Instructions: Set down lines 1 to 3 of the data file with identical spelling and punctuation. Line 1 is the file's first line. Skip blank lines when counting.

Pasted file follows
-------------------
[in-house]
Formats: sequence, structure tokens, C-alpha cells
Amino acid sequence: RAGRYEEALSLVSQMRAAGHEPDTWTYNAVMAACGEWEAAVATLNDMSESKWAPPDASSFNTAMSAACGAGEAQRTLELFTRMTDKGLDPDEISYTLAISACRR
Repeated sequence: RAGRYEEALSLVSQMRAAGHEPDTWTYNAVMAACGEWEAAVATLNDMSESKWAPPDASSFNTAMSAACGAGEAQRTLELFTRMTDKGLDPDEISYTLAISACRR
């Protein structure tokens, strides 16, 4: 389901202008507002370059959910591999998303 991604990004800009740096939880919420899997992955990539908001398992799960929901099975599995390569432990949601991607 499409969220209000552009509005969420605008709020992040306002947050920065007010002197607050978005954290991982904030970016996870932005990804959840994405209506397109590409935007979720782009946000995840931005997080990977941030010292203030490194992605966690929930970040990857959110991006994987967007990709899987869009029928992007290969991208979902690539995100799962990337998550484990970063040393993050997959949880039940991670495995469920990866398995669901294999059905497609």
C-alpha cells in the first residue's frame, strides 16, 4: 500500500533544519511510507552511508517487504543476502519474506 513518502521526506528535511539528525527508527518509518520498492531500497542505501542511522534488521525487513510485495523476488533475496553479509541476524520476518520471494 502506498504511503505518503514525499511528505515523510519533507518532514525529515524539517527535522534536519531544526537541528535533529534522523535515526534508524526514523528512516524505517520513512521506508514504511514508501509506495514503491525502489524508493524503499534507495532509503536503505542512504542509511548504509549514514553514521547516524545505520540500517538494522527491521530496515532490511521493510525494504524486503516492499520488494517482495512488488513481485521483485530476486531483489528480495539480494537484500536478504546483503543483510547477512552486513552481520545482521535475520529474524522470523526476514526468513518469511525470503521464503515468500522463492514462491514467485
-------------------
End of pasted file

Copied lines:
[in-house]
Formats: sequence, structure tokens, C-alpha cells
Amino acid sequence: RAGRYEEALSLVSQMRAAGHEPDTWTYNAVMAACGEWEAAVATLNDMSESKWAPPDASSFNTAMSAACGAGEAQRTLELFTRMTDKGLDPDEISYTLAISACRR